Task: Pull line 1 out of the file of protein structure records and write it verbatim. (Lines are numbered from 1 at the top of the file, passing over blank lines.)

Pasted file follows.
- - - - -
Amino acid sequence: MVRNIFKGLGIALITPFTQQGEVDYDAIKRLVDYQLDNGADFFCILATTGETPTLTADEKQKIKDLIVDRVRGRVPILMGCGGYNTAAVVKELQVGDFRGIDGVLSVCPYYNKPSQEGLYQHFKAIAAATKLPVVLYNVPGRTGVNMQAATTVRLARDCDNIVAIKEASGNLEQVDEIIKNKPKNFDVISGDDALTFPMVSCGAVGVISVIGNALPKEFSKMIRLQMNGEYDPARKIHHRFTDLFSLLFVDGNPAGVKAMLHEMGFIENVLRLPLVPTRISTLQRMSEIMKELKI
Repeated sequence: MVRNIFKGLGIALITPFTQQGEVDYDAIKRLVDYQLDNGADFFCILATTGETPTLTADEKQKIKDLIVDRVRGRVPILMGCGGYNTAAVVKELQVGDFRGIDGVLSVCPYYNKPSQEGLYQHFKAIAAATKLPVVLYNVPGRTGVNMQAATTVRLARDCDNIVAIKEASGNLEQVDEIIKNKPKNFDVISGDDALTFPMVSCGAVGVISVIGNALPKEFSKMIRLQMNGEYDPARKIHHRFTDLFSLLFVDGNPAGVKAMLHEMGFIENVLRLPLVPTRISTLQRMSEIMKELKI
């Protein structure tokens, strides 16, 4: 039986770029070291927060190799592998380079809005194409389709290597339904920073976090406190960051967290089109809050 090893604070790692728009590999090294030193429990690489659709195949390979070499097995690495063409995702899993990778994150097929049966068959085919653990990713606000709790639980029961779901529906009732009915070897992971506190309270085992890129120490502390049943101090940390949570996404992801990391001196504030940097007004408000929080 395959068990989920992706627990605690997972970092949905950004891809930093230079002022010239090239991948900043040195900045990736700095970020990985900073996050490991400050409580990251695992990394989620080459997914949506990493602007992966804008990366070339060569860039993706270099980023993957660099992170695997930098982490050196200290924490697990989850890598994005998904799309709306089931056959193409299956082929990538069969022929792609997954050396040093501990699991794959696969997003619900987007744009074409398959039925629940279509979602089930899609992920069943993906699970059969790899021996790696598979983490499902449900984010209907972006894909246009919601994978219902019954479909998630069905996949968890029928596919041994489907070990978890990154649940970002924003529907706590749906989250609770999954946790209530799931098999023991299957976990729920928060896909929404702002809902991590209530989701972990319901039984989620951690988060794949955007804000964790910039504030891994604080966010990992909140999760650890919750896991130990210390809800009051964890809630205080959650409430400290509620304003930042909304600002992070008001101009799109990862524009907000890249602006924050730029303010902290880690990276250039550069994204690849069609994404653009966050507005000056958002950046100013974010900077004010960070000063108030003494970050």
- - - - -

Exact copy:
Amino acid sequence: MVRNIFKGLGIALITPFTQQGEVDYDAIKRLVDYQLDNGADFFCILATTGETPTLTADEKQKIKDLIVDRVRGRVPILMGCGGYNTAAVVKELQVGDFRGIDGVLSVCPYYNKPSQEGLYQHFKAIAAATKLPVVLYNVPGRTGVNMQAATTVRLARDCDNIVAIKEASGNLEQVDEIIKNKPKNFDVISGDDALTFPMVSCGAVGVISVIGNALPKEFSKMIRLQMNGEYDPARKIHHRFTDLFSLLFVDGNPAGVKAMLHEMGFIENVLRLPLVPTRISTLQRMSEIMKELKI